I met up with race team member Katelyn on Friday afternoon and we carpooled to Chattanooga together. Chattanooga is only two hours away, but we ended up rolling in around 8:00 pm due to the time change to the Eastern time zone. We were a little concerned about dinner since we had a seminar starting about that time, but Kathy happened to be picking up Mexican food, and she brought us both burritos. Thanks, Kathy!
   The seminar that night was on goal-setting: short-term, long-term, realistic goals and crazy goals that get you into doing things like an Ironman. I little out of place because I don't have a huge goal for this season. IMCHOO kind of took a lot out of me. But I was assured by everyone that NOT having a huge goal and riding / running for fun is OK too. Weird to think I have to be assured about something like that, but as a habitual goal-setter, I do.
   After the seminar, we just hung out for a bit and headed for bed. In theory, we were going to get up early and start riding, however, the forecast called for rain in the morning. Sure enough, when we got up - it was raining. Womp. Womp. So we hung out a bit more and waited for the worst to pass. We also took some team pictures. I know it doesn't look like it, but it was COLD out there.

Love these kits! (Photo courtesy of Angela Lee and TWCP)

SQUIRREL! (Photo courtesy of Angela Lee and TWCP)

    There were two routes available for us on Saturday. The first went up Signal Mountain and was about 60 miles. The second course was 30 miles and tooled around the hills near Signal Mountain, but didn't actually climb it. I made the decision earlier in the week that if it was raining, I was going to ride the shorter course. This was actually for two reasons. The first was because I know my skill set in cycling, and speeding down switchbacks on wet, mountain roads isn't part of my toolbox. Also, I also wanted to get a run in. I've had to miss so many runs due to the weather recently and I didn't want to go yet another weekend without a run. So, I bailed on the 60 and went for the 30 miler.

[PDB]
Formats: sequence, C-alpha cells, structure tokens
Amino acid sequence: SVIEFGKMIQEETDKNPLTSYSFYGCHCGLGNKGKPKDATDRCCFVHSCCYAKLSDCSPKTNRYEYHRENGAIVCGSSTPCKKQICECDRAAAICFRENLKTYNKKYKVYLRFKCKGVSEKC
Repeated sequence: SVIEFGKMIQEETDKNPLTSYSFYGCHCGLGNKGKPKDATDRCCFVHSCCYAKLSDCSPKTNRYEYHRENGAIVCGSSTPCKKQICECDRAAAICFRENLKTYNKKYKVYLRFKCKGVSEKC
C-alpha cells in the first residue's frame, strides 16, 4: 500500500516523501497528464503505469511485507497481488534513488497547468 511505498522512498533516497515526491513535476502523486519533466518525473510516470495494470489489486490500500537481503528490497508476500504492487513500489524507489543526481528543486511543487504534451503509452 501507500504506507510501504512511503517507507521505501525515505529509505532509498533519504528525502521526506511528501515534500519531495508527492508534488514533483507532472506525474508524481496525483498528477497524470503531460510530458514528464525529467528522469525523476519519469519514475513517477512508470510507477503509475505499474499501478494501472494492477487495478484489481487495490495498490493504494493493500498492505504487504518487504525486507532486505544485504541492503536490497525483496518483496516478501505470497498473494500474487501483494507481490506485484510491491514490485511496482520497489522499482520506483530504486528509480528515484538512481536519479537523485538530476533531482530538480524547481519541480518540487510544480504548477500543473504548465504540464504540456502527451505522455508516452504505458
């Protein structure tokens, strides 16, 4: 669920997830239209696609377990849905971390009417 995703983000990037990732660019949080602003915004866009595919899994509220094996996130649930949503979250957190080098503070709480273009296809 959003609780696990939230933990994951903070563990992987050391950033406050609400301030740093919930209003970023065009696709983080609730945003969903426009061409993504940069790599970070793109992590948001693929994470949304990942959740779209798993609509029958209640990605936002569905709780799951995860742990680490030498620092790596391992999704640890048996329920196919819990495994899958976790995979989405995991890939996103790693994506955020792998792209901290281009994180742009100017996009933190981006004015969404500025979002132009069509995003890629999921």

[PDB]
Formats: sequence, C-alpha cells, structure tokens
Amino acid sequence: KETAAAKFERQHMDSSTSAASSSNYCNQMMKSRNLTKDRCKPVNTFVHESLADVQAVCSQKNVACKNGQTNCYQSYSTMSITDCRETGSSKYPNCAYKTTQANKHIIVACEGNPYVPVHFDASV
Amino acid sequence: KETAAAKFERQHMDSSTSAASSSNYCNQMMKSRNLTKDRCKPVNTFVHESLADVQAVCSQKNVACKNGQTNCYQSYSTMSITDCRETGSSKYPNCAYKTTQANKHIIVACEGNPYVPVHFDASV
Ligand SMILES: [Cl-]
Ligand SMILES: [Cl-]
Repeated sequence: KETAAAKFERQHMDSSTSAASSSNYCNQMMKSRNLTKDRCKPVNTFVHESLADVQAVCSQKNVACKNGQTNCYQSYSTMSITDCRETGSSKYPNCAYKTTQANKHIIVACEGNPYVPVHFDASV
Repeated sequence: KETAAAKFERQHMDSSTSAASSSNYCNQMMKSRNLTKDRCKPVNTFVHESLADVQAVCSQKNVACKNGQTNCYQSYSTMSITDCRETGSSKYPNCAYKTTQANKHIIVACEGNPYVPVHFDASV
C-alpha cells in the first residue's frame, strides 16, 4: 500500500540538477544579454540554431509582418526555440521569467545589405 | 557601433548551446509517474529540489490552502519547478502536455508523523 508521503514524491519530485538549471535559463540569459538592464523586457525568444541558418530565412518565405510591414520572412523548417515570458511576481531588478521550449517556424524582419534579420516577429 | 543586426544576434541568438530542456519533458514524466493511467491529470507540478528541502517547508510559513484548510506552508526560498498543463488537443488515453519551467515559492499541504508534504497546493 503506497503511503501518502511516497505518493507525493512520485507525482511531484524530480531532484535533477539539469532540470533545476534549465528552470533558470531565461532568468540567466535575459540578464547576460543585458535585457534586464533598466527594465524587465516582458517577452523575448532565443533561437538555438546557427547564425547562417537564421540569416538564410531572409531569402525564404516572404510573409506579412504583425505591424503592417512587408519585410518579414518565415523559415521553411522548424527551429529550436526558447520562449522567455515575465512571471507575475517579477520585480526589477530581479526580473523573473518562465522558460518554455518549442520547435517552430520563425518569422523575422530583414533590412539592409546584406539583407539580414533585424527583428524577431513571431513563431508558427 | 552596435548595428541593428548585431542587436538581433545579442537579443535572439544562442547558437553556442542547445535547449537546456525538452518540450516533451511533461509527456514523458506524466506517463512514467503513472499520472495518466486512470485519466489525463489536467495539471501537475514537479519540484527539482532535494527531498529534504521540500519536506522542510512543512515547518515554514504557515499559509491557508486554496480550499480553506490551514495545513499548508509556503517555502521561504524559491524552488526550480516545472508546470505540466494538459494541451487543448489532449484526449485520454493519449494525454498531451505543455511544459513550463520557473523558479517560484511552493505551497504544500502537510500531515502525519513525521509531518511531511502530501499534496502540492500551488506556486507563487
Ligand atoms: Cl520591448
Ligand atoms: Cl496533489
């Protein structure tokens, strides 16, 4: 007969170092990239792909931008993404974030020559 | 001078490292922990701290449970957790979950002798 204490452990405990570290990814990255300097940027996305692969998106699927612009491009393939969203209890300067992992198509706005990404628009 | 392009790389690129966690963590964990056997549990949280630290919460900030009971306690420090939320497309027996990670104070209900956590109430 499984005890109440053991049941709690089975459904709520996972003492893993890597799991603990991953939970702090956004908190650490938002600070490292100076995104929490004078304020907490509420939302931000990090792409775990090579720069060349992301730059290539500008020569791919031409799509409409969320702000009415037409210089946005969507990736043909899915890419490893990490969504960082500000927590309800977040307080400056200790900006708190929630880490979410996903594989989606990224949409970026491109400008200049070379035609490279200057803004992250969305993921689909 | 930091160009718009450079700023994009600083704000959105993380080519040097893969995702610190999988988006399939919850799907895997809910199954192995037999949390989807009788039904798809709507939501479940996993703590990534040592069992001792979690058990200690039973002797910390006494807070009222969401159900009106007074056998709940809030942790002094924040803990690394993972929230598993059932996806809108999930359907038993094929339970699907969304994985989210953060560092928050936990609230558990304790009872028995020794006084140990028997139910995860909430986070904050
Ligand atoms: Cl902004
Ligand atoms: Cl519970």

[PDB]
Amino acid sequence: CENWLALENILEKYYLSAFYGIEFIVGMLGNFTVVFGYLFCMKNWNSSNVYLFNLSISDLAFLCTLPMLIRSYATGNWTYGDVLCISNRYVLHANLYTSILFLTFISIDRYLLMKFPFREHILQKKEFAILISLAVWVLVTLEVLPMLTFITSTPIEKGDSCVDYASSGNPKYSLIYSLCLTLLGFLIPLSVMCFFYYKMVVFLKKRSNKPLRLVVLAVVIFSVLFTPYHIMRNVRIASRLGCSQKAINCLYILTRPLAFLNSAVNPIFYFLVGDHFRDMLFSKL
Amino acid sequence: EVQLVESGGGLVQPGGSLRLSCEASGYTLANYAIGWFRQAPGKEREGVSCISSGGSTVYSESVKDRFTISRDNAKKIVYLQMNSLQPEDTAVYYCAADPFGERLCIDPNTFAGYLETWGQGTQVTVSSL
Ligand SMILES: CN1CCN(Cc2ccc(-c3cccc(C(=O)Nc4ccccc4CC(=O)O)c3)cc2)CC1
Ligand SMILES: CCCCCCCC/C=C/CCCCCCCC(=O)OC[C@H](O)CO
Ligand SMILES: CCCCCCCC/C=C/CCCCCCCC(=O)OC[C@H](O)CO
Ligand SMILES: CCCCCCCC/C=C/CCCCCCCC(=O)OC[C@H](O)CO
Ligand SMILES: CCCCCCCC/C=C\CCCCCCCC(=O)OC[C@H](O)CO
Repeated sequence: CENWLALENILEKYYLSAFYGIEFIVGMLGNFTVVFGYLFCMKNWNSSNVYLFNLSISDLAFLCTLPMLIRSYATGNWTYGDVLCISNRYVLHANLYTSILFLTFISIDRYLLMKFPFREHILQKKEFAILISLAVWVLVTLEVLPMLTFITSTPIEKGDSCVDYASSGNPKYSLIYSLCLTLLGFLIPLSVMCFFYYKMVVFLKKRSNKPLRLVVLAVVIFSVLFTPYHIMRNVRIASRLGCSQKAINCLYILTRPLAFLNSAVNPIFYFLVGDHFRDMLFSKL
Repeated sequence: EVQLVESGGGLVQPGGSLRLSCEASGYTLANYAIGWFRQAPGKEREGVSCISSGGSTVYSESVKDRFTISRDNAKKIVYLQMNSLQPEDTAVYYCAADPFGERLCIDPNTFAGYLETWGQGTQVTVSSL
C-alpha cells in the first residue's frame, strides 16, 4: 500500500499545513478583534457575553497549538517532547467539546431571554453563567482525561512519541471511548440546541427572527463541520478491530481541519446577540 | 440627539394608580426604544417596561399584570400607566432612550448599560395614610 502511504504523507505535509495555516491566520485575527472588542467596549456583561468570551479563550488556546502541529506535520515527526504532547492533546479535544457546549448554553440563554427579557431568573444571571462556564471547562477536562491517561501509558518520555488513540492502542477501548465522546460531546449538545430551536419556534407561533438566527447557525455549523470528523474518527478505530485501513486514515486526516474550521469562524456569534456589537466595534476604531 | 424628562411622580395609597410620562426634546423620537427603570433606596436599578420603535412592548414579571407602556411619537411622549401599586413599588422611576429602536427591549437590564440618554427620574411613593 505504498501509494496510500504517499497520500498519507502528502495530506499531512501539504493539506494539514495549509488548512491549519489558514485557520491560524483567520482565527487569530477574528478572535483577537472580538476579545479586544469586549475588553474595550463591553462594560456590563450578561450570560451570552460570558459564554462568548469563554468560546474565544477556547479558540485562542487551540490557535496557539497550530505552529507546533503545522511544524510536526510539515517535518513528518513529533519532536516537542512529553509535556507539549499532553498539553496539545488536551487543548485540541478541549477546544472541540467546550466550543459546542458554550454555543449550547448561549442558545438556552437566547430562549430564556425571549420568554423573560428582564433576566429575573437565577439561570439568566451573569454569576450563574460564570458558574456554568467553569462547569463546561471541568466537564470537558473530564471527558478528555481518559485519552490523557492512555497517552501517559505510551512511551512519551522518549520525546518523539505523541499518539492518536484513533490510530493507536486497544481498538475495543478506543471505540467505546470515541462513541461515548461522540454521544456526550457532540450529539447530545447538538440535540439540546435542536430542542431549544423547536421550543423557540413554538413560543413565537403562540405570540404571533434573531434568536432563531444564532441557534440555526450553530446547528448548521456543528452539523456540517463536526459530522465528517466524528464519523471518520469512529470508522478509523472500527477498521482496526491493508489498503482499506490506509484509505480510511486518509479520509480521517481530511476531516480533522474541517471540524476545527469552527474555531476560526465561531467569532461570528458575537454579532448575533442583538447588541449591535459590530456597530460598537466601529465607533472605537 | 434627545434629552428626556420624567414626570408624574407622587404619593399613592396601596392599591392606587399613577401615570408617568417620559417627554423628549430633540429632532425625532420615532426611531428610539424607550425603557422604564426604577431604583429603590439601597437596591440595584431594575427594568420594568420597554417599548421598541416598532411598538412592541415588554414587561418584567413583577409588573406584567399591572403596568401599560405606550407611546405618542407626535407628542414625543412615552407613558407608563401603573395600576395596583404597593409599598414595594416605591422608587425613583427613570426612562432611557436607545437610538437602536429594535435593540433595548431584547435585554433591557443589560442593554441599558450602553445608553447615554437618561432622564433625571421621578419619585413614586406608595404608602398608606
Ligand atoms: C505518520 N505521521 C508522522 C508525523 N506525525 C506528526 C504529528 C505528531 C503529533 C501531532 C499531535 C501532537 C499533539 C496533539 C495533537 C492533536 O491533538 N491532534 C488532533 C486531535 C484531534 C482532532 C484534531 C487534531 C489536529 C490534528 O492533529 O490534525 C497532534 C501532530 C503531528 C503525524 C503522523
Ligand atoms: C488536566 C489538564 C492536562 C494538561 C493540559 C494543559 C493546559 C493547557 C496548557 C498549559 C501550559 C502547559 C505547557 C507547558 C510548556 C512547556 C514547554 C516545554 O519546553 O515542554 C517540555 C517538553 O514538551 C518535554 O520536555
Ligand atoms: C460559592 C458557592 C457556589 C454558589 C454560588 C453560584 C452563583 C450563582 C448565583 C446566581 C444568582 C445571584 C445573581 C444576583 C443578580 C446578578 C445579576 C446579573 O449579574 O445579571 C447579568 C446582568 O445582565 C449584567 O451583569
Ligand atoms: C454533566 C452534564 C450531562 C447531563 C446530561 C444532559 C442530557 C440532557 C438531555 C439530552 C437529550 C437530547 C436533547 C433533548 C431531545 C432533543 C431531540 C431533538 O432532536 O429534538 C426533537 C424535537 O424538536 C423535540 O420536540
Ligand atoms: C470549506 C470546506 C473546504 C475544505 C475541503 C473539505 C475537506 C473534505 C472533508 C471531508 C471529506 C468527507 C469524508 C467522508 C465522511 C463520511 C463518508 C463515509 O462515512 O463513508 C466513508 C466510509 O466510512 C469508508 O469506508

I don't recall what time we started out on Saturday. It was later than planned, and part of that was due to me. You know that annoying person who shows up at events and don't have their act together? Yep - that was me. First off, I arrived at camp with a flat back tire. Dudley pumped up both of my tires before I left, but by the time I got to camp, the back was flat. So Neil (one of our coaches for the weekend), used the opportunity to hold a tire-changing clinic. While I know how to change a tire, he's MUCH better at it than I am, and I was happy to have him change it for me. THEN, my cleat on my shoes got hooked on something and I had to get those tightened (Thanks, Bill!). Finally, I got on my bike and remembered that I changed my seat for the trainer, and it was all wacky. Neil AND Bill helped me with that. Seriously - I was a mess. Fortunately, I got most of it taken care of before we were ready to leave, but still - I hated being "that rider."
   After we got all of my issues settled, we headed out. It was cold and drizzling, but the weather didn't look like it would be getting any better for a few hours, so we left. We got about a mile out before we ran smack-dab into the Chattanooga St. Patrick's parade. Oops. After a little detour, we were back on our way. The group rode together for the first six miles, and then split up between the long and short courses.

All smiles at the beginning of the ride! 

   There were four of us who rode the short course, plus Bill, a local friend who led the ride.  It was a bit of urban riding, but mostly we were on suburban or rural roads. Even though we didn't climb Signal Mountain, we did get hit some serious hills. According to Wendy's bike computer, we had 2,100 feet of ascending over 30 miles. As a comparison for locals - a round trip on the Trace for the first 13 miles (26 miles total) has about 1,000 feet of ascending. 
   After the ride, we were soaked and grimy, but I still had six miles to run, so I quickly changed and got running. We were staying about a mile and a half from downtown (at the Crash Pad - which was awesome), so I headed that direction and headed towards the greenway. The rain had finally stopped, but it was humid. The run HURT after all of that climbing, but I got it done. The best part of the run was on the way back when I ran into a fellow East Nasty, Daniel, who was visiting Chattanooga for the weekend. East Nasty is everywhere, y'all.